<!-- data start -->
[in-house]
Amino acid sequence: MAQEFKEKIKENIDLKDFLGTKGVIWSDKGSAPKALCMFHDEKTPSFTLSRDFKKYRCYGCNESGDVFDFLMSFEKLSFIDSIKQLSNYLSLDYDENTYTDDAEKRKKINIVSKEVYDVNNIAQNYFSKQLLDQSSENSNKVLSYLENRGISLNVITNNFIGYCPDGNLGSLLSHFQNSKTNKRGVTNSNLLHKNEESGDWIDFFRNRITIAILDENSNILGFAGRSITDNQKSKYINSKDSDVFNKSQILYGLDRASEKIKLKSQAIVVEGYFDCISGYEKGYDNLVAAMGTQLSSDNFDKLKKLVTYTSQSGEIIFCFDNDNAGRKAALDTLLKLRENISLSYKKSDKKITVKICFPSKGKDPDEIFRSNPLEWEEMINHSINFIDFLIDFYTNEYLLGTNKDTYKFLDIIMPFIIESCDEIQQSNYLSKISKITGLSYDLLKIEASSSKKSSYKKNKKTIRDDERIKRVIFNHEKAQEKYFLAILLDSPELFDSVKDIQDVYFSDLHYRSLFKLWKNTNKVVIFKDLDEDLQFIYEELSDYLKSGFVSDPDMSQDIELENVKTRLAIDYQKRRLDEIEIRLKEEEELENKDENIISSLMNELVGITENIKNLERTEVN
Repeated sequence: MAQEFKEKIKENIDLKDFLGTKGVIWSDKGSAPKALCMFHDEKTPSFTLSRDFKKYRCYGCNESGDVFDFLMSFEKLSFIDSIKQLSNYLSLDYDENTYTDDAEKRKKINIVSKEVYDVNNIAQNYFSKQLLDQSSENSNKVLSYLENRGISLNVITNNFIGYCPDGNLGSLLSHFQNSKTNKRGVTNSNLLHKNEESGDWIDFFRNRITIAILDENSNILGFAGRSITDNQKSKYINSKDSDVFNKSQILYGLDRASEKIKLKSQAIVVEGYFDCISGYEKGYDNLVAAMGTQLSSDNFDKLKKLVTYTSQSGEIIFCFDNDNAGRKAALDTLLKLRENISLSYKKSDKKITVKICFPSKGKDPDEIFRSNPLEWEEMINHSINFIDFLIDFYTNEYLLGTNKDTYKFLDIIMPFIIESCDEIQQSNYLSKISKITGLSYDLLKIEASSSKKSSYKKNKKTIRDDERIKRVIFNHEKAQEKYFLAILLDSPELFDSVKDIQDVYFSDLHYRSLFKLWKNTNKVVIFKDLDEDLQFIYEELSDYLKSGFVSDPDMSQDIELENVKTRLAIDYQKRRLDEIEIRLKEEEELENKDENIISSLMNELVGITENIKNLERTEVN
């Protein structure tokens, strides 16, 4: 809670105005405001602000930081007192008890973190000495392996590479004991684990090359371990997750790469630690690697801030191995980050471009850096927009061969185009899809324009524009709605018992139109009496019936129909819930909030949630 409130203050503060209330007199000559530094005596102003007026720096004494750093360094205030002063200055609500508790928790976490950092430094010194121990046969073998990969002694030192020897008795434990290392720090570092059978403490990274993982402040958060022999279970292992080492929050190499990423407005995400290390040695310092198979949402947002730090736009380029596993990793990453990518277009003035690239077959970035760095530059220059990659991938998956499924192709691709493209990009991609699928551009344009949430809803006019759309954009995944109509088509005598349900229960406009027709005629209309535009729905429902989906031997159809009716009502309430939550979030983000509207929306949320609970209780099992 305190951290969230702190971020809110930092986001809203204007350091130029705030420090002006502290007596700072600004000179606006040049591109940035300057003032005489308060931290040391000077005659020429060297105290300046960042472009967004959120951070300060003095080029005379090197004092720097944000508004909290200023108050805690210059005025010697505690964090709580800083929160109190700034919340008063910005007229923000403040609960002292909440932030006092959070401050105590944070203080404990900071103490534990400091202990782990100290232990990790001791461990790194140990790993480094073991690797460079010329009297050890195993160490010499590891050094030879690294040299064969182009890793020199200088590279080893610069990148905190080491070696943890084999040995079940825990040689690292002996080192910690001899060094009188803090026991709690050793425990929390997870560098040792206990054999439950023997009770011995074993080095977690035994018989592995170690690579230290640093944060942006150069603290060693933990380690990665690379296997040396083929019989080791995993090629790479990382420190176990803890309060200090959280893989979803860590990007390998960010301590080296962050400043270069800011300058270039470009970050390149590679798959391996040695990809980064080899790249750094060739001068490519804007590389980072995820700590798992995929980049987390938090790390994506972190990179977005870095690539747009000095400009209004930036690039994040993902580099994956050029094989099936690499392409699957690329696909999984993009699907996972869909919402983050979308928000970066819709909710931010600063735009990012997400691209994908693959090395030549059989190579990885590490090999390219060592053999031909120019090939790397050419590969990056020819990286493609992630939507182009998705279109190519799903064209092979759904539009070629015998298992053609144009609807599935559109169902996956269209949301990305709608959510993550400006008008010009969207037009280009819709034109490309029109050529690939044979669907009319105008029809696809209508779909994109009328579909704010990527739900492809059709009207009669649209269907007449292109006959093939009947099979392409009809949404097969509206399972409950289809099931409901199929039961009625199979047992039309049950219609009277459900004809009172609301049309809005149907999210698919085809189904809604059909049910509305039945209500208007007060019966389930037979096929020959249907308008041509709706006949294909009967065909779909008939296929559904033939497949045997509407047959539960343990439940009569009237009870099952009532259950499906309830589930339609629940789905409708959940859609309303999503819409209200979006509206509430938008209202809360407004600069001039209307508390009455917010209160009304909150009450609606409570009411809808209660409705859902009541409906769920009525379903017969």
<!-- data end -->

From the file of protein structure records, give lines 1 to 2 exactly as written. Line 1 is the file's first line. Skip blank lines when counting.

[in-house]
Amino acid sequence: MAQEFKEKIKENIDLKDFLGTKGVIWSDKGSAPKALCMFHDEKTPSFTLSRDFKKYRCYGCNESGDVFDFLMSFEKLSFIDSIKQLSNYLSLDYDENTYTDDAEKRKKINIVSKEVYDVNNIAQNYFSKQLLDQSSENSNKVLSYLENRGISLNVITNNFIGYCPDGNLGSLLSHFQNSKTNKRGVTNSNLLHKNEESGDWIDFFRNRITIAILDENSNILGFAGRSITDNQKSKYINSKDSDVFNKSQILYGLDRASEKIKLKSQAIVVEGYFDCISGYEKGYDNLVAAMGTQLSSDNFDKLKKLVTYTSQSGEIIFCFDNDNAGRKAALDTLLKLRENISLSYKKSDKKITVKICFPSKGKDPDEIFRSNPLEWEEMINHSINFIDFLIDFYTNEYLLGTNKDTYKFLDIIMPFIIESCDEIQQSNYLSKISKITGLSYDLLKIEASSSKKSSYKKNKKTIRDDERIKRVIFNHEKAQEKYFLAILLDSPELFDSVKDIQDVYFSDLHYRSLFKLWKNTNKVVIFKDLDEDLQFIYEELSDYLKSGFVSDPDMSQDIELENVKTRLAIDYQKRRLDEIEIRLKEEEELENKDENIISSLMNELVGITENIKNLERTEVN